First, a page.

In Inverse Optimization (IO), an expert agent solves an optimization problem parametric in an exogenous signal. From a learning perspective, the goal is to learn the expert's cost function given a dataset of signals and corresponding optimal actions. Motivated by the geometry of the IO set of consistent cost vectors, we introduce the ``incenter'' concept, a new notion akin to circumcenter recently proposed by Besbes et al. (2023). Discussing the geometric and robustness interpretation of the incenter cost vector, we develop corresponding tractable convex reformulations, which are in contrast with the circumcenter, which we show is equivalent to an intractable optimization program. We further propose a novel loss function called Augmented Suboptimality Loss (ASL), a relaxation of the incenter concept for problems with inconsistent data. Exploiting the structure of the ASL, we propose a novel first-order algorithm, which we name Stochastic Approximate Mirror Descent. This algorithm combines stochastic and approximate subgradient evaluations, together with mirror descent update steps, which is provably efficient for the IO problems with discrete feasible sets with high cardinality. We implement the IO approaches developed in this paper as a Python package called InvOpt. Our numerical experiments are reproducible, and the underlying source code is available as examples in the InvOpt package.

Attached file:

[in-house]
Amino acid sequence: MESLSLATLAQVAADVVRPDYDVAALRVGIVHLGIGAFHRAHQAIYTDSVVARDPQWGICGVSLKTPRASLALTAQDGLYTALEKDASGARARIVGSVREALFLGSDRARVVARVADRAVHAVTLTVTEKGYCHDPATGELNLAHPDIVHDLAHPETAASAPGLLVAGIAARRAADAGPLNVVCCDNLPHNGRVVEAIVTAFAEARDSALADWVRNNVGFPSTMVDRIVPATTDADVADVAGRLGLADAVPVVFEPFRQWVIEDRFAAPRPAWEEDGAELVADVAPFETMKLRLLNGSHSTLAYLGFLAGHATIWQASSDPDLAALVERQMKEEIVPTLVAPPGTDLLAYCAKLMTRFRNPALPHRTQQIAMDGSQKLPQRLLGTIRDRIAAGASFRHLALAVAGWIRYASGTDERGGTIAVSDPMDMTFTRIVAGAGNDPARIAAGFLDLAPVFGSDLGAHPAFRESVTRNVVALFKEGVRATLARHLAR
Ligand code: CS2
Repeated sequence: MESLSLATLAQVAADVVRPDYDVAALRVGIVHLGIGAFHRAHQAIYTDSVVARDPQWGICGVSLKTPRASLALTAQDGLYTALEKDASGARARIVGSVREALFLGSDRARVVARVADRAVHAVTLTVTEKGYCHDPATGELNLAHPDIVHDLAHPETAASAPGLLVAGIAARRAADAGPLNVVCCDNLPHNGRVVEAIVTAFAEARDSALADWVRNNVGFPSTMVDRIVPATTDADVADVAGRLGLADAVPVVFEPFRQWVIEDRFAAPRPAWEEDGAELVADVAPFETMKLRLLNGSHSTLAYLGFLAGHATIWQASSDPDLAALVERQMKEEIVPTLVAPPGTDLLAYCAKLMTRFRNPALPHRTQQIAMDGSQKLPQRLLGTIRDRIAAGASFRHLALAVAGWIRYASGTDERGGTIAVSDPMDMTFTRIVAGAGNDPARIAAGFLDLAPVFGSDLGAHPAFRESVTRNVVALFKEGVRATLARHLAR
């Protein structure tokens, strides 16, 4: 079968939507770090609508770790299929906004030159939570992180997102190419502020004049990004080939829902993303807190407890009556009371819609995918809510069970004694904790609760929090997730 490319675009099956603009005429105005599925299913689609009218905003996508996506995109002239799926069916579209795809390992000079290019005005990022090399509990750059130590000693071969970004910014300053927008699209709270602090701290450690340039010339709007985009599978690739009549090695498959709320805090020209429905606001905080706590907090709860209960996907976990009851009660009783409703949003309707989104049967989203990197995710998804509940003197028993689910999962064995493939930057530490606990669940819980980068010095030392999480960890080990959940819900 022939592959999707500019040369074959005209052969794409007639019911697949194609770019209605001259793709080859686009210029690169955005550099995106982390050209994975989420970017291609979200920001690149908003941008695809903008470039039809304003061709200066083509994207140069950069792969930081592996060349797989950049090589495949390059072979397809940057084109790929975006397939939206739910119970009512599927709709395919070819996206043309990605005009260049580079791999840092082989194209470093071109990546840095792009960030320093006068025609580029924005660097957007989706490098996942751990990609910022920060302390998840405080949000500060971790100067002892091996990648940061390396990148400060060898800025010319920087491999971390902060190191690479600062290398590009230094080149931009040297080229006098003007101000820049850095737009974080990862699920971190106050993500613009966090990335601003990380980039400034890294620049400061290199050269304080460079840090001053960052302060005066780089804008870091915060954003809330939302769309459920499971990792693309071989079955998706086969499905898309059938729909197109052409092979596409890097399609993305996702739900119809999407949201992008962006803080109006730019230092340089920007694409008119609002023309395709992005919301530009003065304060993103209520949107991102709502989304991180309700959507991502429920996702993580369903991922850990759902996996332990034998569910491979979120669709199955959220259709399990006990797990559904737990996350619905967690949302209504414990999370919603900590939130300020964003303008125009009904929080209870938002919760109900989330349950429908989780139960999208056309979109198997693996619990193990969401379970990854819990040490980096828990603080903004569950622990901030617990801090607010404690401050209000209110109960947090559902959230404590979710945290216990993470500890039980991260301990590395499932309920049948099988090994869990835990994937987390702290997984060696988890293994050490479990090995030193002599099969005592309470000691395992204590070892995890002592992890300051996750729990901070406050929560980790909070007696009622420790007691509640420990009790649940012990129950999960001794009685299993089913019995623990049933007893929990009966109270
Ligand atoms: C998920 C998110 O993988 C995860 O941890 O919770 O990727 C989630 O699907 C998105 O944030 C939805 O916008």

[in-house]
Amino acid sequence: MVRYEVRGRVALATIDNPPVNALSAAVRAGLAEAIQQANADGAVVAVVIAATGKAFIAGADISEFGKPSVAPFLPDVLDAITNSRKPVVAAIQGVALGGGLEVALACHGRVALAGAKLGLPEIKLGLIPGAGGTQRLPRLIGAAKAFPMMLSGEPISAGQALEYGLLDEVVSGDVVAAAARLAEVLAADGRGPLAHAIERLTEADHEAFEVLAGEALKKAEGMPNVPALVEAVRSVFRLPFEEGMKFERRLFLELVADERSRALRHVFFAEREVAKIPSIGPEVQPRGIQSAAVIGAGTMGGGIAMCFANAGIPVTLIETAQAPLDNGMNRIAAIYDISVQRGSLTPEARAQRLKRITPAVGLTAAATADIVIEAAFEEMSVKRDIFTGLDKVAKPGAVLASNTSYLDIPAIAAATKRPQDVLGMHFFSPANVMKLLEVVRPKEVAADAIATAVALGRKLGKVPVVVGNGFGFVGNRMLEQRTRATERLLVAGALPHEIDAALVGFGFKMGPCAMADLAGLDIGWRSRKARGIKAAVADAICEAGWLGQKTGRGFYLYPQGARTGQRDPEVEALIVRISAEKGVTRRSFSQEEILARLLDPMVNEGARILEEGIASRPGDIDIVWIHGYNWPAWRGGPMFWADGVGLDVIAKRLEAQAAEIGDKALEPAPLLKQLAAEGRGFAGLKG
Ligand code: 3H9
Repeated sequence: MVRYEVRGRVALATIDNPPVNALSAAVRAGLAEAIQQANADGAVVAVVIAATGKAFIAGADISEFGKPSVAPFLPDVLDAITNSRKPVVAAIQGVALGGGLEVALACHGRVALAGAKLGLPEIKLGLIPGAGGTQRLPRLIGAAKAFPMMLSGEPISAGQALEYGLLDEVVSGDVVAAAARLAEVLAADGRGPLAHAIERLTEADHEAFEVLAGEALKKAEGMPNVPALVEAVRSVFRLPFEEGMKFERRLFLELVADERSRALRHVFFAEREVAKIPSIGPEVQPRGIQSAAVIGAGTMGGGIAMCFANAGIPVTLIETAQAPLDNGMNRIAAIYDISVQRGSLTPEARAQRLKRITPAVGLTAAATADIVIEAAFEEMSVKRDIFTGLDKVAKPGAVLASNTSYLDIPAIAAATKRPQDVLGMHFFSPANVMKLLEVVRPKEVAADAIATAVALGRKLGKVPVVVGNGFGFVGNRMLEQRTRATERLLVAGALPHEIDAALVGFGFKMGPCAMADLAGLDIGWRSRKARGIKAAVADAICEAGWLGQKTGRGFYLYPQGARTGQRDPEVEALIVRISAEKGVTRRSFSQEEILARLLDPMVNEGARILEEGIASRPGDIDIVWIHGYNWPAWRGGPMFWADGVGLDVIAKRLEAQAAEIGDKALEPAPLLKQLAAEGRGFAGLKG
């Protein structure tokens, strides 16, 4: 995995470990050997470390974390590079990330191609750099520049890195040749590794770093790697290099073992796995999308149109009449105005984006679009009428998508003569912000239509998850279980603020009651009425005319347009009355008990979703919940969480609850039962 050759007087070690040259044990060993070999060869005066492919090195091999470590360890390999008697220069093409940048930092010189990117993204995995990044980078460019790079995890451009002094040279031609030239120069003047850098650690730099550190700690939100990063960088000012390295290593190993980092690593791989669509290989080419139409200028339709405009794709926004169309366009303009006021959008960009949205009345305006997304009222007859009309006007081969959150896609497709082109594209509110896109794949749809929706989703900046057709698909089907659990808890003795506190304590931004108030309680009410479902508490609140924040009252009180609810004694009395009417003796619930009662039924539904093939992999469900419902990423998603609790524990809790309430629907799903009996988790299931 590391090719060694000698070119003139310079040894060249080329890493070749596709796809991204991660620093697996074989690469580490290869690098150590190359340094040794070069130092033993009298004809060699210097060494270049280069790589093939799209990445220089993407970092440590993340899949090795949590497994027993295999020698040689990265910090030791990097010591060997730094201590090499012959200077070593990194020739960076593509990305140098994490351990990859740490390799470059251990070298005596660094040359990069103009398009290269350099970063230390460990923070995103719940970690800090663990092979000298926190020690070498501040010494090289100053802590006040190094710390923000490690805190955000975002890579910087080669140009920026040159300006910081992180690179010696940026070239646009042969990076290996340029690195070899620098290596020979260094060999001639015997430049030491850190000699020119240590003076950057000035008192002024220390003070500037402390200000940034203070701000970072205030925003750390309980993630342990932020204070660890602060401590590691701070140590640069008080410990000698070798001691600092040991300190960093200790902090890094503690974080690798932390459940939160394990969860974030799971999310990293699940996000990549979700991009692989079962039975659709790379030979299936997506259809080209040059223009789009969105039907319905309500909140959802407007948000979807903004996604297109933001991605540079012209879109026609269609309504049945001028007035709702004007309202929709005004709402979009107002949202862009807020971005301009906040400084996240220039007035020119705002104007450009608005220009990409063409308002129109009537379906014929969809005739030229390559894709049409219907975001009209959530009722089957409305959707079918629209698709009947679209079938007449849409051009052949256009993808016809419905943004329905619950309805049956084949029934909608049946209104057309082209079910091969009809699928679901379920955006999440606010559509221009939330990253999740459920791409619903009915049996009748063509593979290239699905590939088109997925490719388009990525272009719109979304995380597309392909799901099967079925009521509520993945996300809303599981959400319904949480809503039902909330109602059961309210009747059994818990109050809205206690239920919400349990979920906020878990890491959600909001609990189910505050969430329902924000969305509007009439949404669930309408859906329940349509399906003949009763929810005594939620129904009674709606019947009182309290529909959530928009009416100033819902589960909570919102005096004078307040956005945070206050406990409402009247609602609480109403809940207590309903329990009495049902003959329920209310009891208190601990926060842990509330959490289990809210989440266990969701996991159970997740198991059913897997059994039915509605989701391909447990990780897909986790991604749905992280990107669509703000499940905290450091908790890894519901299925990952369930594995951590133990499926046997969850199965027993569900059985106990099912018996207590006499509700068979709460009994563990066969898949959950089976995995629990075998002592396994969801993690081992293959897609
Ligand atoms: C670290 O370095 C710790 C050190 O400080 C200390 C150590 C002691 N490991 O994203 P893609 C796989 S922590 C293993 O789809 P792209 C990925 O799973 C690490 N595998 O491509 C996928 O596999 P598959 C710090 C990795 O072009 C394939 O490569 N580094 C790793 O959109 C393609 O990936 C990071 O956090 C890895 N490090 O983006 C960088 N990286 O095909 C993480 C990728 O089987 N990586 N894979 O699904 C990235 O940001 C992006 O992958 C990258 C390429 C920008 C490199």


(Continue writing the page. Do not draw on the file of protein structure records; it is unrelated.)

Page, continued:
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View Learning in Inverse Optimization: Incenter Cost, Augmented Suboptimality Loss, and Algorithms